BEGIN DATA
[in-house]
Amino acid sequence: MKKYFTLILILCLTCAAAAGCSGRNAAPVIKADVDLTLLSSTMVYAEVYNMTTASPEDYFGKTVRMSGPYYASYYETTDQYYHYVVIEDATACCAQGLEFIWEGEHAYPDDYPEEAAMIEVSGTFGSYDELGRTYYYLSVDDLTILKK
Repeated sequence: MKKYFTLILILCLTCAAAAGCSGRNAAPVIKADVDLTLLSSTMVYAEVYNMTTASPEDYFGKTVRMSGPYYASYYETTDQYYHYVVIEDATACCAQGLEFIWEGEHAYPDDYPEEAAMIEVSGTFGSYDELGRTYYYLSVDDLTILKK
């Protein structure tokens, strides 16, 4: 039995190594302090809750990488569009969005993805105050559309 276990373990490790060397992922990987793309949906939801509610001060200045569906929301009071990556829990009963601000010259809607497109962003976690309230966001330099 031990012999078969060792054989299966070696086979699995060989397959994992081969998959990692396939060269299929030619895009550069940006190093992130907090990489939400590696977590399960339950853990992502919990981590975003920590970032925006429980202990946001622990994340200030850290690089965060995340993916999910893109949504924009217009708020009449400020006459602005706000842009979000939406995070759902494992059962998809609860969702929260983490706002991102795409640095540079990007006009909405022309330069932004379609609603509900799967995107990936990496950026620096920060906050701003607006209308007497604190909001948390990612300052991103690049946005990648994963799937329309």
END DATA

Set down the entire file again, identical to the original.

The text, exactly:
[in-house]
Amino acid sequence: MKKYFTLILILCLTCAAAAGCSGRNAAPVIKADVDLTLLSSTMVYAEVYNMTTASPEDYFGKTVRMSGPYYASYYETTDQYYHYVVIEDATACCAQGLEFIWEGEHAYPDDYPEEAAMIEVSGTFGSYDELGRTYYYLSVDDLTILKK
Repeated sequence: MKKYFTLILILCLTCAAAAGCSGRNAAPVIKADVDLTLLSSTMVYAEVYNMTTASPEDYFGKTVRMSGPYYASYYETTDQYYHYVVIEDATACCAQGLEFIWEGEHAYPDDYPEEAAMIEVSGTFGSYDELGRTYYYLSVDDLTILKK
């Protein structure tokens, strides 16, 4: 039995190594302090809750990488569009969005993805105050559309 276990373990490790060397992922990987793309949906939801509610001060200045569906929301009071990556829990009963601000010259809607497109962003976690309230966001330099 031990012999078969060792054989299966070696086979699995060989397959994992081969998959990692396939060269299929030619895009550069940006190093992130907090990489939400590696977590399960339950853990992502919990981590975003920590970032925006429980202990946001622990994340200030850290690089965060995340993916999910893109949504924009217009708020009449400020006459602005706000842009979000939406995070759902494992059962998809609860969702929260983490706002991102795409640095540079990007006009909405022309330069932004379609609603509900799967995107990936990496950026620096920060906050701003607006209308007497604190909001948390990612300052991103690049946005990648994963799937329309």